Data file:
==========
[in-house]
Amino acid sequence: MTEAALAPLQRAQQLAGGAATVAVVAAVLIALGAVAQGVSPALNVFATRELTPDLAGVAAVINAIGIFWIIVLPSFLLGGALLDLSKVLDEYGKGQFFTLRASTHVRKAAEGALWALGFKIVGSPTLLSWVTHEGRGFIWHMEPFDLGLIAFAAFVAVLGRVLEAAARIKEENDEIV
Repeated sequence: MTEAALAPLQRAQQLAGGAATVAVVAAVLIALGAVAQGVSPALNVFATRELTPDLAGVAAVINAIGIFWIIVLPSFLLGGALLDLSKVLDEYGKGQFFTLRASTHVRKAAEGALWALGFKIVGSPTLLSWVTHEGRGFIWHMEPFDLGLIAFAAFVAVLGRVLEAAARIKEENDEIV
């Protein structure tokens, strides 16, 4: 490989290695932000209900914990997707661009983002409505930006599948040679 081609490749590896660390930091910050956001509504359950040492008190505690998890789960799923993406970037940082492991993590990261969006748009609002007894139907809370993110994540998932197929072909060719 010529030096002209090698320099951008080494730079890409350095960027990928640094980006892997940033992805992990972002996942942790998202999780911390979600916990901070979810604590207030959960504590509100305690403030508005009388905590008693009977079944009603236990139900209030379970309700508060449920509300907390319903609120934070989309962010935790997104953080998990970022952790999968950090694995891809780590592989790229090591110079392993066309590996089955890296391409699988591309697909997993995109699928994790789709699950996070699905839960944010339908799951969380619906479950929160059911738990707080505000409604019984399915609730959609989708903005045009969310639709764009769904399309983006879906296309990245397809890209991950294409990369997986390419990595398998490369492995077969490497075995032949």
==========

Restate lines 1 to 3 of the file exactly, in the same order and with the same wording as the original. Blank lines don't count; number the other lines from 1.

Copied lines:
[in-house]
Amino acid sequence: MTEAALAPLQRAQQLAGGAATVAVVAAVLIALGAVAQGVSPALNVFATRELTPDLAGVAAVINAIGIFWIIVLPSFLLGGALLDLSKVLDEYGKGQFFTLRASTHVRKAAEGALWALGFKIVGSPTLLSWVTHEGRGFIWHMEPFDLGLIAFAAFVAVLGRVLEAAARIKEENDEIV
Repeated sequence: MTEAALAPLQRAQQLAGGAATVAVVAAVLIALGAVAQGVSPALNVFATRELTPDLAGVAAVINAIGIFWIIVLPSFLLGGALLDLSKVLDEYGKGQFFTLRASTHVRKAAEGALWALGFKIVGSPTLLSWVTHEGRGFIWHMEPFDLGLIAFAAFVAVLGRVLEAAARIKEENDEIV